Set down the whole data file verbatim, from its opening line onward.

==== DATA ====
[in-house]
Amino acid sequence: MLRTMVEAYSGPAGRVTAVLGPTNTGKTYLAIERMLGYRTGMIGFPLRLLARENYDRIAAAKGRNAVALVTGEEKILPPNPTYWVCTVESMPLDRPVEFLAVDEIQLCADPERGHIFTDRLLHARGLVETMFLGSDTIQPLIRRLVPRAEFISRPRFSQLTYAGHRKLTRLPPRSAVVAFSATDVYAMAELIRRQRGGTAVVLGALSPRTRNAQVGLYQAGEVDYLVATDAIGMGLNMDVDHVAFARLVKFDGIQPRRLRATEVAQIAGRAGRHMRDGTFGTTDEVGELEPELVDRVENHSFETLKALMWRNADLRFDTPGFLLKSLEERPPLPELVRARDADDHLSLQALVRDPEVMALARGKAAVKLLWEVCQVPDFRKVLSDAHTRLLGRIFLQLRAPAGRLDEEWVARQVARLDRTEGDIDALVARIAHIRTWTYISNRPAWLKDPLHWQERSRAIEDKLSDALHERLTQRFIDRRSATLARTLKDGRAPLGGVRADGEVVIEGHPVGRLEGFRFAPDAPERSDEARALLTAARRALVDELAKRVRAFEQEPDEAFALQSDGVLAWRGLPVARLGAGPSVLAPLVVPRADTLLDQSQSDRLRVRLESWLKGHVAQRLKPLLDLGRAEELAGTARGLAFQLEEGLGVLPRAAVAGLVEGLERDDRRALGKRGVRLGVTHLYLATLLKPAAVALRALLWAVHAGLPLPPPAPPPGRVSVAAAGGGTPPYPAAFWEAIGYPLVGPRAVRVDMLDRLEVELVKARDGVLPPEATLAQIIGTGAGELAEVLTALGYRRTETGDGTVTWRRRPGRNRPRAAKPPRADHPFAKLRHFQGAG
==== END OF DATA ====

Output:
[in-house]
Amino acid sequence: MLRTMVEAYSGPAGRVTAVLGPTNTGKTYLAIERMLGYRTGMIGFPLRLLARENYDRIAAAKGRNAVALVTGEEKILPPNPTYWVCTVESMPLDRPVEFLAVDEIQLCADPERGHIFTDRLLHARGLVETMFLGSDTIQPLIRRLVPRAEFISRPRFSQLTYAGHRKLTRLPPRSAVVAFSATDVYAMAELIRRQRGGTAVVLGALSPRTRNAQVGLYQAGEVDYLVATDAIGMGLNMDVDHVAFARLVKFDGIQPRRLRATEVAQIAGRAGRHMRDGTFGTTDEVGELEPELVDRVENHSFETLKALMWRNADLRFDTPGFLLKSLEERPPLPELVRARDADDHLSLQALVRDPEVMALARGKAAVKLLWEVCQVPDFRKVLSDAHTRLLGRIFLQLRAPAGRLDEEWVARQVARLDRTEGDIDALVARIAHIRTWTYISNRPAWLKDPLHWQERSRAIEDKLSDALHERLTQRFIDRRSATLARTLKDGRAPLGGVRADGEVVIEGHPVGRLEGFRFAPDAPERSDEARALLTAARRALVDELAKRVRAFEQEPDEAFALQSDGVLAWRGLPVARLGAGPSVLAPLVVPRADTLLDQSQSDRLRVRLESWLKGHVAQRLKPLLDLGRAEELAGTARGLAFQLEEGLGVLPRAAVAGLVEGLERDDRRALGKRGVRLGVTHLYLATLLKPAAVALRALLWAVHAGLPLPPPAPPPGRVSVAAAGGGTPPYPAAFWEAIGYPLVGPRAVRVDMLDRLEVELVKARDGVLPPEATLAQIIGTGAGELAEVLTALGYRRTETGDGTVTWRRRPGRNRPRAAKPPRADHPFAKLRHFQGAG